Wednesday, August 8, 2012

Iraq’s Oil Exports And Profits Bounce Back From Two-Month Decline In July 2012

Iraq’s oil output has always gone up and down, and this summer has been no different. In July 2012, the country hit a new post-2003 high in exports, while prices and profits rebounded as well. Both had been declining in recent months after seeing a steady increase in the beginning of the year. Iraq is finally benefitting from the work of foreign oil companies, and new infrastructure starting operation, but there are still major bottlenecks and an aging field hindering output.

July 2012 saw a decided increase in Iraq’s exports. For the month, the country averaged 2.516 million barrels a day in exports, up from 2.403 million barrels in June. That was the highest amount since the 2003 invasion. The fields in southern Iraq were the cause for the uptick. They averaged 2.216 million barrels through the Basra port, a 131,000 barrel increase from the previous month. This was despite the government planning on reducing the flow of oil through the southern line. Bad weather also slowed tankers docking in Basra at the beginning of July, but it didn’t seem to have an impact by the end of the month. Production at the southern fields has ramped up after two new mooring points opened at the southern port, and a new onshore pipeline from the Zubair field to al-Faw opened, helping with some bottlenecks. In comparison, the northern line to Turkey only exported an average of 300,000 barrels a day. That was the fourth straight drop since March. Last month witnessed a bombing of the pipeline in Turkey, allegedly by the Kurdistan Workers’ Party (PKK) that took three days to repair accounting for some of the decline. More importantly, the Kurds ended their exports through the pipeline on April 1 over a payment dispute with Baghdad, and the Kirkuk oil field has been declining in production. The Oil Ministry has been negotiating with British Petroleum over renovating Kirkuk, but those talks have been delayed due to disputes between Baghdad and Kurdistan over who has control of the field. Overall, the increase in exports meant that Iraq became OPEC’s second largest producer, surpassing Iran, which is facing international sanctions. Iraq has always witnessed these ebbs and flows. The country suffers from a number of weather, infrastructure, and terrorist related problems that constantly affect production and exports. The two new mooring points in Basra for example, can’t operate simultaneously because of pumping and pipeline issues, which reduces their capacity of 1.8 million barrels a day to half that. That means despite huge increases in production in the south, Iraq is not always able to take advantage of it. July marked a high point for the post-Saddam era, but that doesn’t mean that it can be maintained.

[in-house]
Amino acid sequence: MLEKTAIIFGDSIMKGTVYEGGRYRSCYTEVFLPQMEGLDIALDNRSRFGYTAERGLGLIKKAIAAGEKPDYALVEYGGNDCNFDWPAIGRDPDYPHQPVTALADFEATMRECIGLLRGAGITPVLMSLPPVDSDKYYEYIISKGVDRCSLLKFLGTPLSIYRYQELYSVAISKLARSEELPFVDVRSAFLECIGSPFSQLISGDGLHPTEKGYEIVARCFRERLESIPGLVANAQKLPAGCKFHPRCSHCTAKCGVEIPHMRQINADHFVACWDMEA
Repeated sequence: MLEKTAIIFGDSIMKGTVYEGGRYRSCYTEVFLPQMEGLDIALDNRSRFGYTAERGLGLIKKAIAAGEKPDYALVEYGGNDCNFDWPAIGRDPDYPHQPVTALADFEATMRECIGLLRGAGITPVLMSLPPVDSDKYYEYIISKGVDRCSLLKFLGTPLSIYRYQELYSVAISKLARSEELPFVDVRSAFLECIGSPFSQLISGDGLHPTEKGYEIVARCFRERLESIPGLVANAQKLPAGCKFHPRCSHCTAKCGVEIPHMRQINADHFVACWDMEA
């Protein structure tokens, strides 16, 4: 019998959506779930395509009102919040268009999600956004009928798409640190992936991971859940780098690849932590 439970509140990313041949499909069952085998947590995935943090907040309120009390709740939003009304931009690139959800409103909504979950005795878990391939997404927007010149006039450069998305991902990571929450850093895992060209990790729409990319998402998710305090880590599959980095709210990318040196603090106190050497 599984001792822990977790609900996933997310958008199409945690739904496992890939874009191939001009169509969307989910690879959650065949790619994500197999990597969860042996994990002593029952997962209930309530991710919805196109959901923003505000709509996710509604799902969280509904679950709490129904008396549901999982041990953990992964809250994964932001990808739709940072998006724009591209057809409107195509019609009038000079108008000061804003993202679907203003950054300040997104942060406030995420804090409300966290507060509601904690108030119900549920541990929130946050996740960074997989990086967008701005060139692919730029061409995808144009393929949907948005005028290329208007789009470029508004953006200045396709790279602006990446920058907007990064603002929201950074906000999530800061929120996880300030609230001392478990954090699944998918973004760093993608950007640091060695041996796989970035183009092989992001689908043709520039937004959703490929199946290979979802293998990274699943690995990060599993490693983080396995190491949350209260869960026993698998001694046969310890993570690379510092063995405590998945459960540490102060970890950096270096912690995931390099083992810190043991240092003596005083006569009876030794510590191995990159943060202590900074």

Iraq Oil Exports And Profits 2011-2012
Avg. Price Per Barrel
Revenue (Bil)
Jan. 11
2011 Avg.
Jan. 12

Oil Exports Through Basra 2012
January 1.711 mil/bar/day
February 1.639 mil/bar/day
March 1.917 mil/bar/day
April 2.115 mil/bar/day
May 2.086 mil/bar/day
June 2.085 mil/bar/day
July 2.216 mil/bar/day

Oil Exports Through Kirkuk 2012